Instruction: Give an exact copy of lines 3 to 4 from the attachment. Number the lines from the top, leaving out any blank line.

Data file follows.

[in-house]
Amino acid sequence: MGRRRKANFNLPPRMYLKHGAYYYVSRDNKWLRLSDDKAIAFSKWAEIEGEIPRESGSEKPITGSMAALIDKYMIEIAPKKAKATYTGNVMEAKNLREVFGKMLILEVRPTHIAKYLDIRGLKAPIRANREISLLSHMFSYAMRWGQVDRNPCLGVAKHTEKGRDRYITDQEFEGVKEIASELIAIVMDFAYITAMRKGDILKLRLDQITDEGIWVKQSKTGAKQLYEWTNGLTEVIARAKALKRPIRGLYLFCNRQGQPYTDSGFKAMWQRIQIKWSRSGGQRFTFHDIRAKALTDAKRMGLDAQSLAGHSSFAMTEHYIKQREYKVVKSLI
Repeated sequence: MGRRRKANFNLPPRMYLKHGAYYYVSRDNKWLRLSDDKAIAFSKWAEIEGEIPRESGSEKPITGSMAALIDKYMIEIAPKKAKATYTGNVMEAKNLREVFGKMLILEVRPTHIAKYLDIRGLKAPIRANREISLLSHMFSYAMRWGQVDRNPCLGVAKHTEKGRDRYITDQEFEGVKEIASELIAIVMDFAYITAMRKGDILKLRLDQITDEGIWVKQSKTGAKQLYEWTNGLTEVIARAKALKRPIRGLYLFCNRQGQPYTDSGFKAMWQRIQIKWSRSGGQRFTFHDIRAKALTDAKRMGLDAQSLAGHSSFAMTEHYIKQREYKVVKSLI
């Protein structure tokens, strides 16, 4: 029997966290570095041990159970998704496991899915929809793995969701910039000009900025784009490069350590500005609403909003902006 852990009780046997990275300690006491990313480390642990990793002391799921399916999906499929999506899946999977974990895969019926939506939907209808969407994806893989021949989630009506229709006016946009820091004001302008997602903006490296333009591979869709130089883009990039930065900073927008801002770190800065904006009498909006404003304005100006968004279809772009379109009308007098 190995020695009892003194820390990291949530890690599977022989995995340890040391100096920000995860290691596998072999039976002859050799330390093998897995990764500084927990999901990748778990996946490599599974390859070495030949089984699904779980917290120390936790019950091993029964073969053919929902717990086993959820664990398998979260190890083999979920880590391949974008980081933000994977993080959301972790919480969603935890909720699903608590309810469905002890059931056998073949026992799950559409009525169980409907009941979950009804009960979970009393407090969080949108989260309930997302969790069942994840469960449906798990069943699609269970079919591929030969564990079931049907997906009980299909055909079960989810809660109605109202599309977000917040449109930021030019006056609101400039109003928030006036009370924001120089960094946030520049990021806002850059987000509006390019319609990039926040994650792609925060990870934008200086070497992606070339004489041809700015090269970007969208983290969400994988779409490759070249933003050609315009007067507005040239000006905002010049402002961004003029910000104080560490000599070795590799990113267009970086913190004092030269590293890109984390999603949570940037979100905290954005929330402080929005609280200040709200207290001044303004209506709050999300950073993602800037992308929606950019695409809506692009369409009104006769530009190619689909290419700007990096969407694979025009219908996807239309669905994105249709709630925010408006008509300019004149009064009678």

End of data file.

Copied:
Repeated sequence: MGRRRKANFNLPPRMYLKHGAYYYVSRDNKWLRLSDDKAIAFSKWAEIEGEIPRESGSEKPITGSMAALIDKYMIEIAPKKAKATYTGNVMEAKNLREVFGKMLILEVRPTHIAKYLDIRGLKAPIRANREISLLSHMFSYAMRWGQVDRNPCLGVAKHTEKGRDRYITDQEFEGVKEIASELIAIVMDFAYITAMRKGDILKLRLDQITDEGIWVKQSKTGAKQLYEWTNGLTEVIARAKALKRPIRGLYLFCNRQGQPYTDSGFKAMWQRIQIKWSRSGGQRFTFHDIRAKALTDAKRMGLDAQSLAGHSSFAMTEHYIKQREYKVVKSLI
């Protein structure tokens, strides 16, 4: 029997966290570095041990159970998704496991899915929809793995969701910039000009900025784009490069350590500005609403909003902006 852990009780046997990275300690006491990313480390642990990793002391799921399916999906499929999506899946999977974990895969019926939506939907209808969407994806893989021949989630009506229709006016946009820091004001302008997602903006490296333009591979869709130089883009990039930065900073927008801002770190800065904006009498909006404003304005100006968004279809772009379109009308007098 190995020695009892003194820390990291949530890690599977022989995995340890040391100096920000995860290691596998072999039976002859050799330390093998897995990764500084927990999901990748778990996946490599599974390859070495030949089984699904779980917290120390936790019950091993029964073969053919929902717990086993959820664990398998979260190890083999979920880590391949974008980081933000994977993080959301972790919480969603935890909720699903608590309810469905002890059931056998073949026992799950559409009525169980409907009941979950009804009960979970009393407090969080949108989260309930997302969790069942994840469960449906798990069943699609269970079919591929030969564990079931049907997906009980299909055909079960989810809660109605109202599309977000917040449109930021030019006056609101400039109003928030006036009370924001120089960094946030520049990021806002850059987000509006390019319609990039926040994650792609925060990870934008200086070497992606070339004489041809700015090269970007969208983290969400994988779409490759070249933003050609315009007067507005040239000006905002010049402002961004003029910000104080560490000599070795590799990113267009970086913190004092030269590293890109984390999603949570940037979100905290954005929330402080929005609280200040709200207290001044303004209506709050999300950073993602800037992308929606950019695409809506692009369409009104006769530009190619689909290419700007990096969407694979025009219908996807239309669905994105249709709630925010408006008509300019004149009064009678």